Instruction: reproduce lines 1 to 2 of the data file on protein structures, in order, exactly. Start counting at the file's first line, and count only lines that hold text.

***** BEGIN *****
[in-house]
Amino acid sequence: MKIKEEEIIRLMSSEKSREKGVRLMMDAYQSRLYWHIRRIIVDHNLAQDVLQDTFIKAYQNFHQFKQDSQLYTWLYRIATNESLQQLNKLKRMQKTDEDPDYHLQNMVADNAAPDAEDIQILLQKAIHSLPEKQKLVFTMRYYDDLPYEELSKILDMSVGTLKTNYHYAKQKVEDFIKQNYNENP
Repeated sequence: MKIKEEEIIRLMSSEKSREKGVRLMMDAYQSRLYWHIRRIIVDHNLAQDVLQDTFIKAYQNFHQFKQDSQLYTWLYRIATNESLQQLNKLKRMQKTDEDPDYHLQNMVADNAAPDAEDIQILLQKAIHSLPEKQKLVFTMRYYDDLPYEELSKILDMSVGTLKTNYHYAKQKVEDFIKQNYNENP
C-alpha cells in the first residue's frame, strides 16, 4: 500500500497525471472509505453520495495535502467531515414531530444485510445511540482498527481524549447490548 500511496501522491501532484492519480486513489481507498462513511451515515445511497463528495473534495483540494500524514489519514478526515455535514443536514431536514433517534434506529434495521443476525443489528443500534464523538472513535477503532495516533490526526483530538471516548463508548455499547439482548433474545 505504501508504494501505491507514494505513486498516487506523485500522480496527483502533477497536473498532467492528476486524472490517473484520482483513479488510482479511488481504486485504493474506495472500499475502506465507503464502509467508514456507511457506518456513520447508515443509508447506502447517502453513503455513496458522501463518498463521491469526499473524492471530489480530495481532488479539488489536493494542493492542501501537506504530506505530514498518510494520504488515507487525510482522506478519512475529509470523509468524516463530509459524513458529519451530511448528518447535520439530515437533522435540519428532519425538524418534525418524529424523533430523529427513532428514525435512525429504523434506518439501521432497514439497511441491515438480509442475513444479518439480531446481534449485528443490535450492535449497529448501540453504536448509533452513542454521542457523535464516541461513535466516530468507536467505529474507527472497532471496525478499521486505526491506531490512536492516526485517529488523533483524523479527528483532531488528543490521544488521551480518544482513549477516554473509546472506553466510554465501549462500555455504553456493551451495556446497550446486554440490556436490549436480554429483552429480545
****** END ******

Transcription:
[in-house]
Amino acid sequence: MKIKEEEIIRLMSSEKSREKGVRLMMDAYQSRLYWHIRRIIVDHNLAQDVLQDTFIKAYQNFHQFKQDSQLYTWLYRIATNESLQQLNKLKRMQKTDEDPDYHLQNMVADNAAPDAEDIQILLQKAIHSLPEKQKLVFTMRYYDDLPYEELSKILDMSVGTLKTNYHYAKQKVEDFIKQNYNENP